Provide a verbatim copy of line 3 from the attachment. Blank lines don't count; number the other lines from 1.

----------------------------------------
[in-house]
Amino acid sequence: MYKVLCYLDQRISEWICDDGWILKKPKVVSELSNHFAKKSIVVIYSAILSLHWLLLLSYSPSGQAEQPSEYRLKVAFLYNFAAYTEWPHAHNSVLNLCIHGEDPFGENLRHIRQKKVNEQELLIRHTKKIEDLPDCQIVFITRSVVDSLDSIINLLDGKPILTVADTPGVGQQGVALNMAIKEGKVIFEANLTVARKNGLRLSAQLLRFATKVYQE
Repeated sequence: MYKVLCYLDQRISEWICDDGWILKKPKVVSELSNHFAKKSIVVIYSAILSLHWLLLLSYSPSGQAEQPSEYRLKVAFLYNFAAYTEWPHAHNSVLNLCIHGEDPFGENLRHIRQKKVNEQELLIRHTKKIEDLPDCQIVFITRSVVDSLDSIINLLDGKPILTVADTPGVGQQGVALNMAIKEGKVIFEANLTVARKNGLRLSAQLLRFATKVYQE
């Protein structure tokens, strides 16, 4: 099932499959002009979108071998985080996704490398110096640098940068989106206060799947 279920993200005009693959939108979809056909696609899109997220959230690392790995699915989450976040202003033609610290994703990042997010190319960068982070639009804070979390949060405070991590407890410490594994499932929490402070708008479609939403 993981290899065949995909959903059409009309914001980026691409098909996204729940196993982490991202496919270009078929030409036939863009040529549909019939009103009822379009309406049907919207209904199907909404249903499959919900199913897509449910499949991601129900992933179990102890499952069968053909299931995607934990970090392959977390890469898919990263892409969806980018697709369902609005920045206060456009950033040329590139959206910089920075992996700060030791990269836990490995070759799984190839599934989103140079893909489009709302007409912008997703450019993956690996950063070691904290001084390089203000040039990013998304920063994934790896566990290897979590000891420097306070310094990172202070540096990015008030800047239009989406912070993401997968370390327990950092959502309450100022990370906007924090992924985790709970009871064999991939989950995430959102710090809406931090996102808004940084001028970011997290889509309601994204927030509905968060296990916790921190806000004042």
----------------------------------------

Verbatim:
Repeated sequence: MYKVLCYLDQRISEWICDDGWILKKPKVVSELSNHFAKKSIVVIYSAILSLHWLLLLSYSPSGQAEQPSEYRLKVAFLYNFAAYTEWPHAHNSVLNLCIHGEDPFGENLRHIRQKKVNEQELLIRHTKKIEDLPDCQIVFITRSVVDSLDSIINLLDGKPILTVADTPGVGQQGVALNMAIKEGKVIFEANLTVARKNGLRLSAQLLRFATKVYQE